Our planet is becoming less and less wild. We are losing the Earth’s rich ecological and evolutionary heritage at a staggering pace. The most recent and comprehensive Global Assessment Report on Biodiversity and Ecosystem Services estimates that human activity now threatens nearly one million species with extinction. A highly influential paper by David Tilman highlights that one of the largest threats to biodiversity is the increasing demand for food. To feed our growing population, we irresponsibly clear and convert forests, wetlands, and grasslands to agricultural fields. Biodiversity provides for our food needs and agriculture. It builds healthy soils, pollinates plants, provides habitat for wildlife, protects against pests and invaders, and contributes to livelihoods of many people.
Just as wild biodiversity is facing colossal losses so is the agricultural biodiversity of domesticated varieties.Biodiversity for Food and Agriculture report says that of 6,000 plant species cultivated for food, only 200 make contributions to agriculture, of which only 9 feed majority of humanity today.This wonderful National Geographic infographic illustrates just how far we have diminished our food variety; a survey conducted by the Rural Advancement Foundation International found that 93% of 66 crop varieties went extinct from 1903 to 1983.Relying on ever dwindling genetic diversity of crops undermines our ability to withstand heat waves, droughts, floods, and pest attacks.
An Indian environmental activist and scholar, Vandanda Shiva, said that once seeds become a patented property of the company then the seed freedom is destroyed. When Monsanto came to India, it started buying seed companies that would then sell Monsanto hybrid seeds to local farmers. Thanks to clever advertisement that promised greater profits, farmers sold their own seeds and bought new hybrid seeds from Monsanto. In a very short time, native seed supply was diminished. As hybrid crops failed to cope with local environmental conditions, so did many farmers who became increasingly indebted to Monsanto. It’s estimated that as a result of this distress, around 270,000 farmers committed suicides. Over the next few decades, the local seed diversity and indigenous knowledge about it would go nearly extinct.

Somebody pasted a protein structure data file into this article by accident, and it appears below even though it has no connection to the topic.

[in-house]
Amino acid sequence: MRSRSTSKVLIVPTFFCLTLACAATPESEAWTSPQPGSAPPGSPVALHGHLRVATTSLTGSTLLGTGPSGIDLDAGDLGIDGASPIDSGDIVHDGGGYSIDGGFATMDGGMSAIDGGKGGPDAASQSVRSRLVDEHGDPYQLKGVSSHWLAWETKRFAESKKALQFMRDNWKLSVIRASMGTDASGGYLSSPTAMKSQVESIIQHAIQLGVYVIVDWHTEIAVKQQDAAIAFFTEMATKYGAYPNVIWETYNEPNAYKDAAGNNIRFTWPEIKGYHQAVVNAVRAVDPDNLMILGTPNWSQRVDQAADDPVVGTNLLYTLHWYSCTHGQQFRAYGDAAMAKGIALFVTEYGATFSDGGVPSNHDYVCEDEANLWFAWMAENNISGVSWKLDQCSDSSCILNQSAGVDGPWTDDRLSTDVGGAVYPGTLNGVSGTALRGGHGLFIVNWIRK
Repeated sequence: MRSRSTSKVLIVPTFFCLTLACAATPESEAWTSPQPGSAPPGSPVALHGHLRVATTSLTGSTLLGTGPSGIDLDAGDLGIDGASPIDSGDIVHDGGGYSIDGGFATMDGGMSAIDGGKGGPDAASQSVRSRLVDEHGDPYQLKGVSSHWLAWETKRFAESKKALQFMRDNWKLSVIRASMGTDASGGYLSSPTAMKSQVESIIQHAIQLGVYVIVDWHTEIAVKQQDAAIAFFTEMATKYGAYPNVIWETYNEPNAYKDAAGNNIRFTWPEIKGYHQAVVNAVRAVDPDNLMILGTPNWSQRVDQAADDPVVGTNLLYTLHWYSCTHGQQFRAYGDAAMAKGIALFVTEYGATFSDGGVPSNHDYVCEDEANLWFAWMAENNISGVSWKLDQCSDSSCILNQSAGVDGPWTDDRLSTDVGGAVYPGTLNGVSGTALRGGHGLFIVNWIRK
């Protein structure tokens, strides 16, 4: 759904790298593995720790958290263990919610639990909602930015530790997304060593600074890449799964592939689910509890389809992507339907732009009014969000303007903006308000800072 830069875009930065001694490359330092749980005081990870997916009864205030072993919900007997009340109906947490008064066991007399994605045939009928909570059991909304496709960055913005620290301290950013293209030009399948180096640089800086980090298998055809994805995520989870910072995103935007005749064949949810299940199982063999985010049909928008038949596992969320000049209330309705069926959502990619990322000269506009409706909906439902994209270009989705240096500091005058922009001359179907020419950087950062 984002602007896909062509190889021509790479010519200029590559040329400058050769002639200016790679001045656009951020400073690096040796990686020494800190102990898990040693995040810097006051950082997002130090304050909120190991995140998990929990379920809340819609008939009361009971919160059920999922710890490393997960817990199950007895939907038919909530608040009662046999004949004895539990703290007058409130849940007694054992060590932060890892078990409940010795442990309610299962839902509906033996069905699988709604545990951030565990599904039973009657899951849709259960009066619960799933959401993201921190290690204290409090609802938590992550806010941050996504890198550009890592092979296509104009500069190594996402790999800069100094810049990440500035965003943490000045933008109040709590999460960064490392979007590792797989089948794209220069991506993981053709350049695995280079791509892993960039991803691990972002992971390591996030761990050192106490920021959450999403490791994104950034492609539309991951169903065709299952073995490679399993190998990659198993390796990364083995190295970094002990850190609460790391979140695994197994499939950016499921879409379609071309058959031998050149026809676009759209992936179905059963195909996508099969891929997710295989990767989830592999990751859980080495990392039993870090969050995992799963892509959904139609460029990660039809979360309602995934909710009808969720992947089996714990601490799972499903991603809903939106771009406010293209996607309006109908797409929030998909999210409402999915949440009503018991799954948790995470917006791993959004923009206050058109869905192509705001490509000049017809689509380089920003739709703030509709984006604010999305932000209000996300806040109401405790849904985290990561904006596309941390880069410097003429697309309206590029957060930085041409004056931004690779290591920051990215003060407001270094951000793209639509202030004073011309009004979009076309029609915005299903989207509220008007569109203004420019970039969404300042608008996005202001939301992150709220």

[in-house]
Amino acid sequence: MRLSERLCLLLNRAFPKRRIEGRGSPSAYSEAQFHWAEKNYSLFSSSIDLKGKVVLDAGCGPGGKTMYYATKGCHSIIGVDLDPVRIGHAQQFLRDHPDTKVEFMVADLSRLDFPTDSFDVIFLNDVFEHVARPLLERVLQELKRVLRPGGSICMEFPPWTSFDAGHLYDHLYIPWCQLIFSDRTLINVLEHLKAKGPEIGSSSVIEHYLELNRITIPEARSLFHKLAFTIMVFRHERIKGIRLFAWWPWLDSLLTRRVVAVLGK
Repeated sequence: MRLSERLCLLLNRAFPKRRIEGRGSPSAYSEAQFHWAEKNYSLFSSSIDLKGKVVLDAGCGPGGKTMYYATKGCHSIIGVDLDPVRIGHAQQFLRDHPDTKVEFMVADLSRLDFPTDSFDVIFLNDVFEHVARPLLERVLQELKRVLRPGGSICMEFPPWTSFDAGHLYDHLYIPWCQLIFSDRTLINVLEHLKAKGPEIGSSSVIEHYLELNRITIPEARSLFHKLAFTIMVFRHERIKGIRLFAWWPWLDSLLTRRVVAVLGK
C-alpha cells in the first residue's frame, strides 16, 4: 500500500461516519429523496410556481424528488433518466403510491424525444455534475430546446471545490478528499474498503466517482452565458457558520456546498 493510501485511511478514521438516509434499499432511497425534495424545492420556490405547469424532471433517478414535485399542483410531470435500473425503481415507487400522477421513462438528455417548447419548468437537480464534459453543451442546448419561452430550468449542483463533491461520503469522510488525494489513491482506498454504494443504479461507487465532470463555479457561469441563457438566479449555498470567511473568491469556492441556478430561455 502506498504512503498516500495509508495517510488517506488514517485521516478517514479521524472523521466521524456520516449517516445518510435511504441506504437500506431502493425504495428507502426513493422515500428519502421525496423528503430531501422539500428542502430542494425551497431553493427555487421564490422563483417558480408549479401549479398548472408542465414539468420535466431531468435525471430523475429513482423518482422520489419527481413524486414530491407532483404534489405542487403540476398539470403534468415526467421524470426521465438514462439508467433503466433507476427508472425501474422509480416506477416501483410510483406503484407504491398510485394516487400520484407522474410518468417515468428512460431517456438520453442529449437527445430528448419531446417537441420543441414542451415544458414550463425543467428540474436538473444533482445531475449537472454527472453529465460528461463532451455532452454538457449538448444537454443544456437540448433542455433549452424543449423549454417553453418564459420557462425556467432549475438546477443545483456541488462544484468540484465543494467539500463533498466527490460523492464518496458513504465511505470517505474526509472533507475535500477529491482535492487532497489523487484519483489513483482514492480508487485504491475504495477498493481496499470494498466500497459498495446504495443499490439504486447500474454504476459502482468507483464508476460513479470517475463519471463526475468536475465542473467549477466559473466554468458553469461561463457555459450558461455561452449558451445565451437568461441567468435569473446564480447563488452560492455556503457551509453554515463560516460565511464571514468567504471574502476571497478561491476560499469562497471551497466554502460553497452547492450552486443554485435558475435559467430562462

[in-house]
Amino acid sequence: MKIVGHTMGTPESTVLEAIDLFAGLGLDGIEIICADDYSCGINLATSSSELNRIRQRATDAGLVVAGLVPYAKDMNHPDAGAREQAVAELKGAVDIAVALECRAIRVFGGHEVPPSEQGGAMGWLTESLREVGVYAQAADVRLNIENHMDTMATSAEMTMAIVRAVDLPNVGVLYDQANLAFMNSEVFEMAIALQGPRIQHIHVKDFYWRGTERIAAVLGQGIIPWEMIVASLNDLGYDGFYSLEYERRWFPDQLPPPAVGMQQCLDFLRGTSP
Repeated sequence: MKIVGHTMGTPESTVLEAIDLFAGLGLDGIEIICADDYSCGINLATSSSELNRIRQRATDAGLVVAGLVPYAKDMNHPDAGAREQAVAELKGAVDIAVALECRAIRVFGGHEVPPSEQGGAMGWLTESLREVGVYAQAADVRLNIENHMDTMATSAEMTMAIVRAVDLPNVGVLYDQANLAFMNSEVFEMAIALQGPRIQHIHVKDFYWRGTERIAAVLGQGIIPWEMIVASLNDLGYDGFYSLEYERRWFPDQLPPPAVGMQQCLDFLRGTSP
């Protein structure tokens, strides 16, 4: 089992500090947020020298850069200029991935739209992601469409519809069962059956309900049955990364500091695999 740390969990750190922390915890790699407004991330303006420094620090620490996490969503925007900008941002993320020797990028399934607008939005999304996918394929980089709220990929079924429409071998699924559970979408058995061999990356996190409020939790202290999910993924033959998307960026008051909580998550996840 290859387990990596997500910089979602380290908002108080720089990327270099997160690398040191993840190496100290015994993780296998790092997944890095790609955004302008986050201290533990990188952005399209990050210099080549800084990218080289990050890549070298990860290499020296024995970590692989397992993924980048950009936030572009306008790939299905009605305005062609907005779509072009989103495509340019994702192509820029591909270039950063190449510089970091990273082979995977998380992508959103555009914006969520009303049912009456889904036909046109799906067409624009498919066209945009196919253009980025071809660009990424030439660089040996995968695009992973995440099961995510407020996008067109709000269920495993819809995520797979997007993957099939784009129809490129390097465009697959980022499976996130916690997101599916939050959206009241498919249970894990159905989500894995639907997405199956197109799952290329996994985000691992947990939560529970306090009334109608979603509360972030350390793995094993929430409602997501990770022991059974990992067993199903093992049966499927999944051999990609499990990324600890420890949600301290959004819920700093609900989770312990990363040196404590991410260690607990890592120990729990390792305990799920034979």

There are people in this world that are biodiversity saints. I first learned about Vandana Shiva when taking environmental challenges course 10 years ago and ever since it’s been my dream to come out to her farm and learning center – Navdanya Biodiversity Conservation Farm in Dehradun district in India. After taking almost an hour to locate Navdanya with my rickshaw driver, we finally arrived to this peaceful sanctuary surrounded by mango orchards. I was greeted by a fresh cup of chai and was delighted to see a mandala garden right at the door step of my dorm. Navdanya was found in 1987 by Dr. Shiva in an effort to refuse GM seeds and pesticides and encourage farmers to use organic biodiversity friendly farming techniques, save seeds, grow enough food for themselves and most importantly bring respect back for their own seeds, for their own farming. Navdanya is the protection of biodiversity, integrity and freedom of life.
Navdanya has established 111 community seed banks in 17 states across India. Community seed banks are both a network for farmers and the distribution network for moving seed wherever they are needed. If there is a drought, farmers can get drought resistant seeds, if there is a flood then flood resistant seeds. These seeds are hope for the future of farmers, for diversity of crops and for knowledge about them. Navdanya has trained half a million farmers on biodiversity and sustainable agriculture, helped convert nearly 2,000,000 farmers to organic agriculture, and conserved 3,000 varieties of rice. Navdanya hopes that farmers will own the land and make it not only productive but ecologically functional and aesthetically beautiful. Landscapes can be beautiful through biodiversity that provides not just for our needs but also for the needs of all other life forms. Reconciling biodiversity with agriculture is one way forward to prevent future extinctions and ensure conservation of threatened and endangered species.
By Earth Restoration Service Blog Writer Tatiana Bogdanova